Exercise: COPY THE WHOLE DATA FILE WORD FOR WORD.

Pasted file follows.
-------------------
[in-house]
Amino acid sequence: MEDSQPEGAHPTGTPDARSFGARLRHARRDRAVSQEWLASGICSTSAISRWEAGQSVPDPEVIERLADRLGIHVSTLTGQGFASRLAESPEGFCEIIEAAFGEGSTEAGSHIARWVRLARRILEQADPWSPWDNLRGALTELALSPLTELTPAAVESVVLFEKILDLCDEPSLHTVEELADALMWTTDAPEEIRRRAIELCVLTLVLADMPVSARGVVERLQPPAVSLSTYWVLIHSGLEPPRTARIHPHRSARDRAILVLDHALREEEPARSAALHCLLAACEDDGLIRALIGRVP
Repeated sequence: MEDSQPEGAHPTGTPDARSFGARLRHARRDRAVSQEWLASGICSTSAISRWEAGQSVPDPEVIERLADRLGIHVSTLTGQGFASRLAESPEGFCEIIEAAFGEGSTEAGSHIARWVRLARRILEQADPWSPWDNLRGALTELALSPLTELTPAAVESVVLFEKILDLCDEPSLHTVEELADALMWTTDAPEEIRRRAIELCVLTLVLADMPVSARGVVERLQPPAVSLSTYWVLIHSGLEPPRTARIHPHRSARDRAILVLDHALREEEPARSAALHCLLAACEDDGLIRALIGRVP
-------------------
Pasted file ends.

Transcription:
[in-house]
Amino acid sequence: MEDSQPEGAHPTGTPDARSFGARLRHARRDRAVSQEWLASGICSTSAISRWEAGQSVPDPEVIERLADRLGIHVSTLTGQGFASRLAESPEGFCEIIEAAFGEGSTEAGSHIARWVRLARRILEQADPWSPWDNLRGALTELALSPLTELTPAAVESVVLFEKILDLCDEPSLHTVEELADALMWTTDAPEEIRRRAIELCVLTLVLADMPVSARGVVERLQPPAVSLSTYWVLIHSGLEPPRTARIHPHRSARDRAILVLDHALREEEPARSAALHCLLAACEDDGLIRALIGRVP
Repeated sequence: MEDSQPEGAHPTGTPDARSFGARLRHARRDRAVSQEWLASGICSTSAISRWEAGQSVPDPEVIERLADRLGIHVSTLTGQGFASRLAESPEGFCEIIEAAFGEGSTEAGSHIARWVRLARRILEQADPWSPWDNLRGALTELALSPLTELTPAAVESVVLFEKILDLCDEPSLHTVEELADALMWTTDAPEEIRRRAIELCVLTLVLADMPVSARGVVERLQPPAVSLSTYWVLIHSGLEPPRTARIHPHRSARDRAILVLDHALREEEPARSAALHCLLAACEDDGLIRALIGRVP